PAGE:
With more women taking on home renovation projects with their spouses/partners, friends, or on their own, there have been more incidences of accidental asbestos exposure among the female population.
While DIY projects can be exciting and certainly save money, anyone who is tackling such a project in a building that was erected prior to about 1980 should be aware that asbestos-containing products may be encountered. These include:
Tiles – both floor and ceiling
All DIY projects that involve tearing down walls and ceilings, pulling up tiles, removing siding, etc. should include a pre-renovation inspection by a licensed asbestos inspection company. The inspector can verify whether or not asbestos is present and, if it is, he will be able to advise whether it should be removed or can simply be encapsulated for safety purposes. DIY exposures are indeed avoidable if the proper steps are followed.
In most cases, when a woman is diagnosed with mesothelioma, the same treatments recommended for her male counterpart is recommended for her. However, it was noted in an issue of the Annals of Thoracic Surgery, penned in 2010, that studies have discovered a better survival rate among women.
One study in particular, authored by faculty members at Brigham and Women’s Hospital in Boston (Wolf et al), noted that – because of this – the disease should be treated quite aggressively when diagnosed in a female.
Additionally, another more recent study – also conducted at Brigham and Women’s Hospital – showed that gender-specific mutations might be the reason why women with malignant mesothelioma are living longer than men with the same disease.
Because this has come to light, the study authors note, they may be able to devise better and more effective treatments for both sexes.
Being familiar with these gender differences is essential, experts say, because of the gross disparity between the survival rates of women vs. men. The five-year survival rate for women has been situated at 13.4 percent compared to only 4.5 percent for men.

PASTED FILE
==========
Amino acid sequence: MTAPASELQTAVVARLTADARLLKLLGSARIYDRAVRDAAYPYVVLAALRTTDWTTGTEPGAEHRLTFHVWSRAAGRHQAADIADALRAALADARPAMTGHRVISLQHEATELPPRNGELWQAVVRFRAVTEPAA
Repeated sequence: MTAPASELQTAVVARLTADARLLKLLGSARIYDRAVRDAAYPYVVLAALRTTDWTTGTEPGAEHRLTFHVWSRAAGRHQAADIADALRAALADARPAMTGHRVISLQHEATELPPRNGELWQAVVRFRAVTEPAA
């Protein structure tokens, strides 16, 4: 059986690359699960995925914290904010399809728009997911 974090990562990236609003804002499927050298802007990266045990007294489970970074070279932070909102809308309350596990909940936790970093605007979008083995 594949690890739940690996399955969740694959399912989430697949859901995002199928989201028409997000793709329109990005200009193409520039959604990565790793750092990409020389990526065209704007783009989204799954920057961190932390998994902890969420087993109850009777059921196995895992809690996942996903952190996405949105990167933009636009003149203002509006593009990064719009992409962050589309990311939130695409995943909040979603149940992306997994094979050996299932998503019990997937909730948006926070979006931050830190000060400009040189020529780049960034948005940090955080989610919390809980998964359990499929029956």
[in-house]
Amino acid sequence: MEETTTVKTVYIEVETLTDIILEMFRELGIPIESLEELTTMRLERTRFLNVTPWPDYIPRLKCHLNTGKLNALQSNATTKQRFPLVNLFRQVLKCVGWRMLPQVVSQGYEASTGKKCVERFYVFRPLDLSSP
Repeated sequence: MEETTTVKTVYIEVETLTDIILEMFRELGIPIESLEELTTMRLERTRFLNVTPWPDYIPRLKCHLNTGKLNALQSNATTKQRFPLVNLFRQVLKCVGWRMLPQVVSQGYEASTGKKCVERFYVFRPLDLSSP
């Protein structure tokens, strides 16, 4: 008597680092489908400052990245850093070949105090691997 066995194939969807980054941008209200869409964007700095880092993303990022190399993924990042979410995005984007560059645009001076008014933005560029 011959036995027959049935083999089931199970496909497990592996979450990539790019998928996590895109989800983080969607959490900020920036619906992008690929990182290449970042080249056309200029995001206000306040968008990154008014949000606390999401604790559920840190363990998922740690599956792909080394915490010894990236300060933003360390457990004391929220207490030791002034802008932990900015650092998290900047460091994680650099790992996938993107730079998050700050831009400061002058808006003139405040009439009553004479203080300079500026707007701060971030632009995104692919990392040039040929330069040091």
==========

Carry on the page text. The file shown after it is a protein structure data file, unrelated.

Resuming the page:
For younger victims in better overall health, the five-year survival rate for women is 38.6 percent while it’s less than half that number – 17.3 percent – for men.
The study also noted that women more often opt for surgery then men who are in the same stages of this disease. This also ups the survival rate for women.
When exposure is direct, caused within a workplace or even via a DIY project, it’s usually pretty clear who is responsible for the asbestos-related problems a woman may suffer. As with men who are exposed in this manner, the negligent party is often the manufacturer of the asbestos products used in the workplace or the employer. If the injured party wishes to sue for compensation, it’s generally a cut-and-dry case.
However, when a woman suffers secondhand exposure to asbestos, the circumstances of exposure may not be as clear. Furthermore, these women are not eligible for worker’s compensation because they are not employees of the company they believe to be responsible for their illness.
An experienced mesothelioma attorney best knows how to handle the particulars of secondhand asbestos exposure, particularly within the state in which they practice, as laws do indeed vary from state to state. Any woman who believes she is a victim of secondhand asbestos exposure should consult with a local attorney to gather information on the options available for garnering compensation.